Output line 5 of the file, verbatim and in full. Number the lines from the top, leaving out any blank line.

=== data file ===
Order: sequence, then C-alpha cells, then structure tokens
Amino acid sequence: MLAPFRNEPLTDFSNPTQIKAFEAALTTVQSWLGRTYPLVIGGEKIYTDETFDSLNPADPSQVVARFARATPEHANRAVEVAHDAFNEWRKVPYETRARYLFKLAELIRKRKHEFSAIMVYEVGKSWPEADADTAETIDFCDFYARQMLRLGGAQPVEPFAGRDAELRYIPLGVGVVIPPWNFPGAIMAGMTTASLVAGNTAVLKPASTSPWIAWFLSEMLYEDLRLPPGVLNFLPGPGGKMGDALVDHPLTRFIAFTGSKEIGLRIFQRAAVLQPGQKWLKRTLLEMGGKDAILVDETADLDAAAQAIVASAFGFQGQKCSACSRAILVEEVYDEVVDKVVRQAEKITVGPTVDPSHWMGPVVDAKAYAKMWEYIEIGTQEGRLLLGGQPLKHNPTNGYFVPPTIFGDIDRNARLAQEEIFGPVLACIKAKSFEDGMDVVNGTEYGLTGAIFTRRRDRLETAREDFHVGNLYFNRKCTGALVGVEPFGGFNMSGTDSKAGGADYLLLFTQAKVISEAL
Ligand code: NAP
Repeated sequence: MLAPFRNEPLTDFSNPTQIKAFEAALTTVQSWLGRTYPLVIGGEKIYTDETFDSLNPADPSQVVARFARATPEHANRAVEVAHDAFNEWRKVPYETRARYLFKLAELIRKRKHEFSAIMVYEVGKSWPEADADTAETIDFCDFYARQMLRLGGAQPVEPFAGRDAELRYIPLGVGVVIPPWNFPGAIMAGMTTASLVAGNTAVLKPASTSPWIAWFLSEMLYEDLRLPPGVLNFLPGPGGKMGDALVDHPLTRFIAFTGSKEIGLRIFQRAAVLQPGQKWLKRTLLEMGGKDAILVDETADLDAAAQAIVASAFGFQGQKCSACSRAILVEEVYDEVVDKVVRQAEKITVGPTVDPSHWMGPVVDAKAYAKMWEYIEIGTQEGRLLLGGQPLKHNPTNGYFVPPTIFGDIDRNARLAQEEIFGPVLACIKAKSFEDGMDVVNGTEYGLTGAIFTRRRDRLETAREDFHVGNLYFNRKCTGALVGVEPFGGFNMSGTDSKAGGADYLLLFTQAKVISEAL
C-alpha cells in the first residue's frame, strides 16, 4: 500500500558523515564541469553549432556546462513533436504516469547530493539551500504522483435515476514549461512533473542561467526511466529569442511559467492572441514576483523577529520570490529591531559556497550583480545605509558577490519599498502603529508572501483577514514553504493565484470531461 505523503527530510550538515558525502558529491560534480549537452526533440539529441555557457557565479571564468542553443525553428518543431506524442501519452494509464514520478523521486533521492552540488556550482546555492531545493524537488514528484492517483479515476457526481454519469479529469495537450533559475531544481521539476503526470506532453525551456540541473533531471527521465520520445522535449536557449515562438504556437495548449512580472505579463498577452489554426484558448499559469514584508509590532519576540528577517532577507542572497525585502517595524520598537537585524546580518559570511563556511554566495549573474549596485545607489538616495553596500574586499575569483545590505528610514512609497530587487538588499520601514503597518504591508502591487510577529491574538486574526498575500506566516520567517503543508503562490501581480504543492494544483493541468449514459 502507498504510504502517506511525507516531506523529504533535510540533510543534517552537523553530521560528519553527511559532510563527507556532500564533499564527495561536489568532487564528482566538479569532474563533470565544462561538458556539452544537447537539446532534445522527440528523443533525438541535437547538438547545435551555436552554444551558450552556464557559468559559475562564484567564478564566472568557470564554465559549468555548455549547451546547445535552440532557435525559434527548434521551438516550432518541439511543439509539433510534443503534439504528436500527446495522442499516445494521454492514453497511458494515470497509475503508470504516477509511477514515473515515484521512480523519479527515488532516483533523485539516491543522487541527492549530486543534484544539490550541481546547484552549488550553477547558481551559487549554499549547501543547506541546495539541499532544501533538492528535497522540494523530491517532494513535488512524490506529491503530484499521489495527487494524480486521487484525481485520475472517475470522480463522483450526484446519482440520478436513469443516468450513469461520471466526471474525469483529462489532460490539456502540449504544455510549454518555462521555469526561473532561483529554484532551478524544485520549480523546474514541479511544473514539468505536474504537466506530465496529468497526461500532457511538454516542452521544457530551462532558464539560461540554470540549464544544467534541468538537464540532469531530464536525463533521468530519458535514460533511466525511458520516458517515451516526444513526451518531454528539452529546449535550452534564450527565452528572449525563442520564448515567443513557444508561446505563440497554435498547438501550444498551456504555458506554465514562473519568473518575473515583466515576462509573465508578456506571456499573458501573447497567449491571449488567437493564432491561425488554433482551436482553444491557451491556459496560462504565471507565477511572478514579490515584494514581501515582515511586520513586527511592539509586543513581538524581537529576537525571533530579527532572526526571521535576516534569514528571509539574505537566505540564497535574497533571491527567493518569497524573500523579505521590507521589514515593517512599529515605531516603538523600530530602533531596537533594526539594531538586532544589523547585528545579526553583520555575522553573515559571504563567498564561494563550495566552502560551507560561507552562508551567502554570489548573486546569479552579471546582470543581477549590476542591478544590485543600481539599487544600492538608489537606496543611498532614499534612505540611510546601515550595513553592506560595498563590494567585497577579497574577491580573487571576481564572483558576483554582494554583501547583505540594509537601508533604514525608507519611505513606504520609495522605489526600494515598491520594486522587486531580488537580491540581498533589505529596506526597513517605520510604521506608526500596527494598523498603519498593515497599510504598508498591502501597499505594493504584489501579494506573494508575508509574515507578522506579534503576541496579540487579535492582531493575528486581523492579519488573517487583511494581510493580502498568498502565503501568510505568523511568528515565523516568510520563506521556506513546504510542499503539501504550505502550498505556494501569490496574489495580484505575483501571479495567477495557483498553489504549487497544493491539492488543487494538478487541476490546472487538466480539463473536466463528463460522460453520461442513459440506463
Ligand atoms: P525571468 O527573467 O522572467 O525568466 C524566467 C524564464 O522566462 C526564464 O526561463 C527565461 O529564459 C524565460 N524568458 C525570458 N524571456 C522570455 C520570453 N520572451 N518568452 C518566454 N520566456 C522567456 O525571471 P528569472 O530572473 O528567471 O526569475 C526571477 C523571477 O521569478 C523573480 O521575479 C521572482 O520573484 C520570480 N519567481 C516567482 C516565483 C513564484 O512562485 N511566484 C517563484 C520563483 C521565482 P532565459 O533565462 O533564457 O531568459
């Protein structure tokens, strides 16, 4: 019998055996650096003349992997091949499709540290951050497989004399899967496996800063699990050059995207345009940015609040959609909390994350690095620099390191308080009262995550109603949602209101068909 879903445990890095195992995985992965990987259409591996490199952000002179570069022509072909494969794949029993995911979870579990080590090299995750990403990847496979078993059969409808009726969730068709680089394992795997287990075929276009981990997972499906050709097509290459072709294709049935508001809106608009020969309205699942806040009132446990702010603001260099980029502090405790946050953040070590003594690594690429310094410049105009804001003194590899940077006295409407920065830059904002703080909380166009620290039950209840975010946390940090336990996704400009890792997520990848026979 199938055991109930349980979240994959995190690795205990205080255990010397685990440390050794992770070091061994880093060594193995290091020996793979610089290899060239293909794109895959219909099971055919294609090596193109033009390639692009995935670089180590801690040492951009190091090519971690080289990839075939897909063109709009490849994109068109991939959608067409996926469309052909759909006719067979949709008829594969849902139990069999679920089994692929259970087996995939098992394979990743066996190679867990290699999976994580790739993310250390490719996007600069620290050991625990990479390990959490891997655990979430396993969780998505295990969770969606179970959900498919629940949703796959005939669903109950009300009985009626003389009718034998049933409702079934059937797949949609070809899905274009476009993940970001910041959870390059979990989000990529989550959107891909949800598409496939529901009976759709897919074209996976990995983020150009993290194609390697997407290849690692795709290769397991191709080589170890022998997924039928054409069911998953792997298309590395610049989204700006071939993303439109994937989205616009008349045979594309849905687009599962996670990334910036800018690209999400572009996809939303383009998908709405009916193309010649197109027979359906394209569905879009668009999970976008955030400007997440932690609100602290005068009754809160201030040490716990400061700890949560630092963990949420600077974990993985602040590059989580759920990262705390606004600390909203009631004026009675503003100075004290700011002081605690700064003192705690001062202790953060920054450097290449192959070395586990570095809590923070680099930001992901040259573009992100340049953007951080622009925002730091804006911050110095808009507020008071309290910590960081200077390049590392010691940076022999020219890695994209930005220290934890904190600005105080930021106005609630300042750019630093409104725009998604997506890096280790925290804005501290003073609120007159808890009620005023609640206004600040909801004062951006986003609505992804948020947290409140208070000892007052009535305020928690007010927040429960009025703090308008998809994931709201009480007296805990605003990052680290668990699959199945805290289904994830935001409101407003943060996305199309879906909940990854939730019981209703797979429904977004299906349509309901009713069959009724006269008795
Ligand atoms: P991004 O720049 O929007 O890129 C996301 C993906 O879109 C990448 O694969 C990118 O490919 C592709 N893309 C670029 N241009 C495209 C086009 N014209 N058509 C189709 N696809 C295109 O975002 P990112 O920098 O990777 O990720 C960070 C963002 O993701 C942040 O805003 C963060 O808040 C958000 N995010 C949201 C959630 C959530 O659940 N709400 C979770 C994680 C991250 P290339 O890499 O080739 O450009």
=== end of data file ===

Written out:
C-alpha cells in the first residue's frame, strides 16, 4: 500500500558523515564541469553549432556546462513533436504516469547530493539551500504522483435515476514549461512533473542561467526511466529569442511559467492572441514576483523577529520570490529591531559556497550583480545605509558577490519599498502603529508572501483577514514553504493565484470531461 505523503527530510550538515558525502558529491560534480549537452526533440539529441555557457557565479571564468542553443525553428518543431506524442501519452494509464514520478523521486533521492552540488556550482546555492531545493524537488514528484492517483479515476457526481454519469479529469495537450533559475531544481521539476503526470506532453525551456540541473533531471527521465520520445522535449536557449515562438504556437495548449512580472505579463498577452489554426484558448499559469514584508509590532519576540528577517532577507542572497525585502517595524520598537537585524546580518559570511563556511554566495549573474549596485545607489538616495553596500574586499575569483545590505528610514512609497530587487538588499520601514503597518504591508502591487510577529491574538486574526498575500506566516520567517503543508503562490501581480504543492494544483493541468449514459 502507498504510504502517506511525507516531506523529504533535510540533510543534517552537523553530521560528519553527511559532510563527507556532500564533499564527495561536489568532487564528482566538479569532474563533470565544462561538458556539452544537447537539446532534445522527440528523443533525438541535437547538438547545435551555436552554444551558450552556464557559468559559475562564484567564478564566472568557470564554465559549468555548455549547451546547445535552440532557435525559434527548434521551438516550432518541439511543439509539433510534443503534439504528436500527446495522442499516445494521454492514453497511458494515470497509475503508470504516477509511477514515473515515484521512480523519479527515488532516483533523485539516491543522487541527492549530486543534484544539490550541481546547484552549488550553477547558481551559487549554499549547501543547506541546495539541499532544501533538492528535497522540494523530491517532494513535488512524490506529491503530484499521489495527487494524480486521487484525481485520475472517475470522480463522483450526484446519482440520478436513469443516468450513469461520471466526471474525469483529462489532460490539456502540449504544455510549454518555462521555469526561473532561483529554484532551478524544485520549480523546474514541479511544473514539468505536474504537466506530465496529468497526461500532457511538454516542452521544457530551462532558464539560461540554470540549464544544467534541468538537464540532469531530464536525463533521468530519458535514460533511466525511458520516458517515451516526444513526451518531454528539452529546449535550452534564450527565452528572449525563442520564448515567443513557444508561446505563440497554435498547438501550444498551456504555458506554465514562473519568473518575473515583466515576462509573465508578456506571456499573458501573447497567449491571449488567437493564432491561425488554433482551436482553444491557451491556459496560462504565471507565477511572478514579490515584494514581501515582515511586520513586527511592539509586543513581538524581537529576537525571533530579527532572526526571521535576516534569514528571509539574505537566505540564497535574497533571491527567493518569497524573500523579505521590507521589514515593517512599529515605531516603538523600530530602533531596537533594526539594531538586532544589523547585528545579526553583520555575522553573515559571504563567498564561494563550495566552502560551507560561507552562508551567502554570489548573486546569479552579471546582470543581477549590476542591478544590485543600481539599487544600492538608489537606496543611498532614499534612505540611510546601515550595513553592506560595498563590494567585497577579497574577491580573487571576481564572483558576483554582494554583501547583505540594509537601508533604514525608507519611505513606504520609495522605489526600494515598491520594486522587486531580488537580491540581498533589505529596506526597513517605520510604521506608526500596527494598523498603519498593515497599510504598508498591502501597499505594493504584489501579494506573494508575508509574515507578522506579534503576541496579540487579535492582531493575528486581523492579519488573517487583511494581510493580502498568498502565503501568510505568523511568528515565523516568510520563506521556506513546504510542499503539501504550505502550498505556494501569490496574489495580484505575483501571479495567477495557483498553489504549487497544493491539492488543487494538478487541476490546472487538466480539463473536466463528463460522460453520461442513459440506463